You’re now living in Ibiza, roads away from where your grandfather had a notorious affair with the late Nico of The Velvet Underground. That must be inspiring on a musical-history level.

It's not really my story to tell. It's really just that era of Ibiza through the 50s and into the 60s really. There were a lot of people travelling through there, some with trust funds, some without… it was just a real melting pot of all sorts. I think there was a lot of friction between the hippies and the beatniks. And then, of course, the backbone of that is the thinkers that were so accepting of these weird strangers that had trickled down from whatever they were sick and tired of in Northern Europe. It was a really interesting epoch, and my Granddad ran a jazz bar down in the city center in town. He's got a lot of stories that I'm always trying to squeeze out of him, but we’ll get there one day.

I get the sense that as a person, you don't dwell on things you don't need to dwell on. Is that true?

Yeah, I try hard to do that. I think we live in a time of great overexposure to so much information. Sometimes it pulls you closer to your craft and sometimes it pulls you further away. I’m always trying to find the good spot there where sometimes things can overcomplicate what you're trying to do and then sometimes you need that outside world, you need to come back in with the olive branch and try and poach a story. I think the whole record is this push and pull between that fine line. Putting out a record in itself is some sort of desire to communicate, but also essentially singing fairly introverted songs; there’s a great juxtaposition there.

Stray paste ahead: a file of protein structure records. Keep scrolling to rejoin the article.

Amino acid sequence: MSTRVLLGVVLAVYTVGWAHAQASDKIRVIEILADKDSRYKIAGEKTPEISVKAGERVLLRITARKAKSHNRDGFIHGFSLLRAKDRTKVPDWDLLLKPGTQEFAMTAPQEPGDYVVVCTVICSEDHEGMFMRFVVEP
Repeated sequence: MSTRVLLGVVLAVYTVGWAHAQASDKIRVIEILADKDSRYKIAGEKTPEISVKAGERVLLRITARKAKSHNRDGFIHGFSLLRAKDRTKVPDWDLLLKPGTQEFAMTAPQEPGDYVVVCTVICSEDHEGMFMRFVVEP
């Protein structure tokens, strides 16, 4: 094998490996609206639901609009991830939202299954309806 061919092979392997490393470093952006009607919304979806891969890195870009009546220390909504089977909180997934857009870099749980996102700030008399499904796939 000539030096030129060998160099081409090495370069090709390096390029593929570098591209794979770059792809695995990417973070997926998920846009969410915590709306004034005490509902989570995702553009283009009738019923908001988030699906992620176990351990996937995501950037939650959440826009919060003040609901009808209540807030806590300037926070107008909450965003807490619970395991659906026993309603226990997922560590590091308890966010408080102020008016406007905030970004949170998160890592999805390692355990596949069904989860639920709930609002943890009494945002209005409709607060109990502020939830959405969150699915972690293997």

What else have you discovered on the journey of Collections from the Whiteout?

I think what I’ve found interesting is the enjoyment of working with Aaron on a lot of different music, the process of writing songs together and the freedom of those little moments of inspiration coming from a lot of different places. So I think that's what I'm interested in: I’m interested in the making.

Collections From The Whiteout is out on 26 March via Island Records. Ben Howard plays a one-off global live stream from Goonhilly Earth Station, Cornwall, on 8 April.
Share article

Get the Best Fit take on the week in music direct to your inbox every Friday

Read next